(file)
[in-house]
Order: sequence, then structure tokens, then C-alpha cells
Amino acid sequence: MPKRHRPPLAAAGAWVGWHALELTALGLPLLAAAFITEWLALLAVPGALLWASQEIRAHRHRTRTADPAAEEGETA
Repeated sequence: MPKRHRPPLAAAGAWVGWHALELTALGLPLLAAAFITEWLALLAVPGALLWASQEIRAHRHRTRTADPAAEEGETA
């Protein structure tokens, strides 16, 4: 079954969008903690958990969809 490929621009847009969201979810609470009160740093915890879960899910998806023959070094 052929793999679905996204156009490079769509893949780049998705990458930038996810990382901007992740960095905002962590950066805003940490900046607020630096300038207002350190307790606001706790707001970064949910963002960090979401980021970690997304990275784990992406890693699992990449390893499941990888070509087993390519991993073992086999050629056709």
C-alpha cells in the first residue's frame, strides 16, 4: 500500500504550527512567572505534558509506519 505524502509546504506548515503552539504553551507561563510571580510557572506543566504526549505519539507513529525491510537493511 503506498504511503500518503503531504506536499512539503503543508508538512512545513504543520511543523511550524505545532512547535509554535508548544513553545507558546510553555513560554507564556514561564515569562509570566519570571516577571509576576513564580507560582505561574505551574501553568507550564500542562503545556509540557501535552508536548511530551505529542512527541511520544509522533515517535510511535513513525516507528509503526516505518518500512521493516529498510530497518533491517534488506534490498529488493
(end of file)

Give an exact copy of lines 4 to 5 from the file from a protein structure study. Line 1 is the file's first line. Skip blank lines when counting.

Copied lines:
Repeated sequence: MPKRHRPPLAAAGAWVGWHALELTALGLPLLAAAFITEWLALLAVPGALLWASQEIRAHRHRTRTADPAAEEGETA
């Protein structure tokens, strides 16, 4: 079954969008903690958990969809 490929621009847009969201979810609470009160740093915890879960899910998806023959070094 052929793999679905996204156009490079769509893949780049998705990458930038996810990382901007992740960095905002962590950066805003940490900046607020630096300038207002350190307790606001706790707001970064949910963002960090979401980021970690997304990275784990992406890693699992990449390893499941990888070509087993390519991993073992086999050629056709």